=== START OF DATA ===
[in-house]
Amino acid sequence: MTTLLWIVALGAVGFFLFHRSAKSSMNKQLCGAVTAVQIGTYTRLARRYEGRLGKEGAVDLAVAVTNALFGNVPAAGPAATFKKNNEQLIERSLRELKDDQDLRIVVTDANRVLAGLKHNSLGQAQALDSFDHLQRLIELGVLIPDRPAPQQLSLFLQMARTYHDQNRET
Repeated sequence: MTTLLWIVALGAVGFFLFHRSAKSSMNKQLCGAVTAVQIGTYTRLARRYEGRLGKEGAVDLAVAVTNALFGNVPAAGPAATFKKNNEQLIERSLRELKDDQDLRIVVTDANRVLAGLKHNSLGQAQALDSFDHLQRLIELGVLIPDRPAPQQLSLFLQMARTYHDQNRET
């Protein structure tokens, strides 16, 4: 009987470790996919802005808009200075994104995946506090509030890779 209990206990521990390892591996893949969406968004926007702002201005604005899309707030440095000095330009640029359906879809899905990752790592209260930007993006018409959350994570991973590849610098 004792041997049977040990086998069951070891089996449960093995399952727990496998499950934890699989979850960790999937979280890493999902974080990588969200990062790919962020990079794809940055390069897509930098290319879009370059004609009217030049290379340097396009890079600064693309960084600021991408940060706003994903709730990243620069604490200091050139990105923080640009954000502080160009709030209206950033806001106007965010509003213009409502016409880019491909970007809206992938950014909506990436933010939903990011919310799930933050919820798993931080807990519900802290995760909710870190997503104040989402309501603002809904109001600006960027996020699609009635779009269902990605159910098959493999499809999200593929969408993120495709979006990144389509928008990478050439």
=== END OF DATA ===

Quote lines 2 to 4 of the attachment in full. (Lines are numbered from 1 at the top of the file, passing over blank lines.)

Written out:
Amino acid sequence: MTTLLWIVALGAVGFFLFHRSAKSSMNKQLCGAVTAVQIGTYTRLARRYEGRLGKEGAVDLAVAVTNALFGNVPAAGPAATFKKNNEQLIERSLRELKDDQDLRIVVTDANRVLAGLKHNSLGQAQALDSFDHLQRLIELGVLIPDRPAPQQLSLFLQMARTYHDQNRET
Repeated sequence: MTTLLWIVALGAVGFFLFHRSAKSSMNKQLCGAVTAVQIGTYTRLARRYEGRLGKEGAVDLAVAVTNALFGNVPAAGPAATFKKNNEQLIERSLRELKDDQDLRIVVTDANRVLAGLKHNSLGQAQALDSFDHLQRLIELGVLIPDRPAPQQLSLFLQMARTYHDQNRET
């Protein structure tokens, strides 16, 4: 009987470790996919802005808009200075994104995946506090509030890779 209990206990521990390892591996893949969406968004926007702002201005604005899309707030440095000095330009640029359906879809899905990752790592209260930007993006018409959350994570991973590849610098 004792041997049977040990086998069951070891089996449960093995399952727990496998499950934890699989979850960790999937979280890493999902974080990588969200990062790919962020990079794809940055390069897509930098290319879009370059004609009217030049290379340097396009890079600064693309960084600021991408940060706003994903709730990243620069604490200091050139990105923080640009954000502080160009709030209206950033806001106007965010509003213009409502016409880019491909970007809206992938950014909506990436933010939903990011919310799930933050919820798993931080807990519900802290995760909710870190997503104040989402309501603002809904109001600006960027996020699609009635779009269902990605159910098959493999499809999200593929969408993120495709979006990144389509928008990478050439």